American Heart AssociationChicago, IL – Poor sleep habits may be related to low levels of physical activity, high blood pressure and obesity among black women, according to new research presented at the American Heart Association’s Joint Hypertension 2018 Scientific Sessions, an annual conference focused on recent advances in hypertension research.

In a study with black women who are overweight or obese, nearly half reported sleeping less than 7 hours at night, and many also reported daytime sleepiness. (American Heart Association)

In a study with black women who are overweight or obese, nearly half reported sleeping less than 7 hours at night, and many also reported daytime sleepiness. (American Heart Association)

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American Heart Association says Children with Food Insecurity at risk for High Blood Pressure

 

American Heart Association Meeting Report

American Heart AssociationChicago, IL – Kids with food insecurity, meaning they lack good access to nutritional foods, were more likely to have high blood pressure than kids with secure access to food, according to a study presented at the American Heart Association’s Joint Hypertension 2018 Scientific Sessions.

“High blood pressure — even in childhood — matters,” said study author Andrew Michael South, M.D., assistant professor of pediatric nephrology at Wake Forest School of Medicine in Winston-Salem, North Carolina.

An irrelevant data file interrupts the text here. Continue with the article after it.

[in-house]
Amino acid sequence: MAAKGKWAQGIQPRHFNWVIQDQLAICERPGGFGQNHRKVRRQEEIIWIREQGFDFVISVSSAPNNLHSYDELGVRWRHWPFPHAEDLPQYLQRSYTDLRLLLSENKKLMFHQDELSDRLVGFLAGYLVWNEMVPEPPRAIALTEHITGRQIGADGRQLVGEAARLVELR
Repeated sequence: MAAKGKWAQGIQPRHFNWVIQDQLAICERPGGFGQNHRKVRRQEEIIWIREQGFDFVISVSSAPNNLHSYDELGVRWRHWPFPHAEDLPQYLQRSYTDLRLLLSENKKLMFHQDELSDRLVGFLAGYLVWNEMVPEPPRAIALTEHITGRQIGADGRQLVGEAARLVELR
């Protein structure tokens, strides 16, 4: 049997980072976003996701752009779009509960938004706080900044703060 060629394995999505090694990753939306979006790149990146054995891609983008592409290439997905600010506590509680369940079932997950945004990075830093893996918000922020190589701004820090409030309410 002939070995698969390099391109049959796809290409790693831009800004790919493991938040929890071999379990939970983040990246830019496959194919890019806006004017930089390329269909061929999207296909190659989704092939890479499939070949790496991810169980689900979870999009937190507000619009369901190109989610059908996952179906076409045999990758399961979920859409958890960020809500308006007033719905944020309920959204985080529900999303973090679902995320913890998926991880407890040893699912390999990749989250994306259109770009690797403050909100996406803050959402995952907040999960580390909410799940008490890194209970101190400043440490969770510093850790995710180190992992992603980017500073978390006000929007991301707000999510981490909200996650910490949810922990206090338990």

Blood pressure cuff on a child. (American Heart Association)

Blood pressure cuff on a child. (American Heart Association)

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American Heart Association says Obesity in Young Women may set the stage for Heart Complications during and after Pregnancy

 

American Heart Association Meeting Report

American Heart AssociationSan Antonio, TX – Even in young women, obesity may potentially lead to heart complications during and after pregnancy, according to preliminary research presented at the American Heart Association’s Basic Cardiovascular Sciences Scientific Sessions, a premier global exchange of the latest advances in basic cardiovascular science.  

Obesity is a risk factor for preeclampsia, a type of dangerous high blood pressure that can occur during the second half of pregnancy and leaves women more prone to high blood pressure and heart disease later in life.  

Obesity may potentially lead to preeclampsia, a form of dangerous high blood pressure that can occur during the second half of pregnancy. (American Heart Association)

Obesity may potentially lead to preeclampsia, a form of dangerous high blood pressure that can occur during the second half of pregnancy. (American Heart Association)

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American Heart Association says Being Overweight may change Young Adults’ Heart Structure, Function

 

American Heart Association Circulation Journal Report

American Heart AssociationDallas, TX – Even as a young adult, being overweight may cause higher blood pressure and thicken heart muscle, setting the stage for heart disease later in life, according to new research in the American Heart Association’s journal Circulation. 

The study is the first to explore if higher body mass index (BMI) – a weight-for-height index – results in adverse effects on the cardiovascular system in young adults.

Being overweight may cause higher blood pressure and changes to the heart’s structure, even in young adults. (American Heart Association)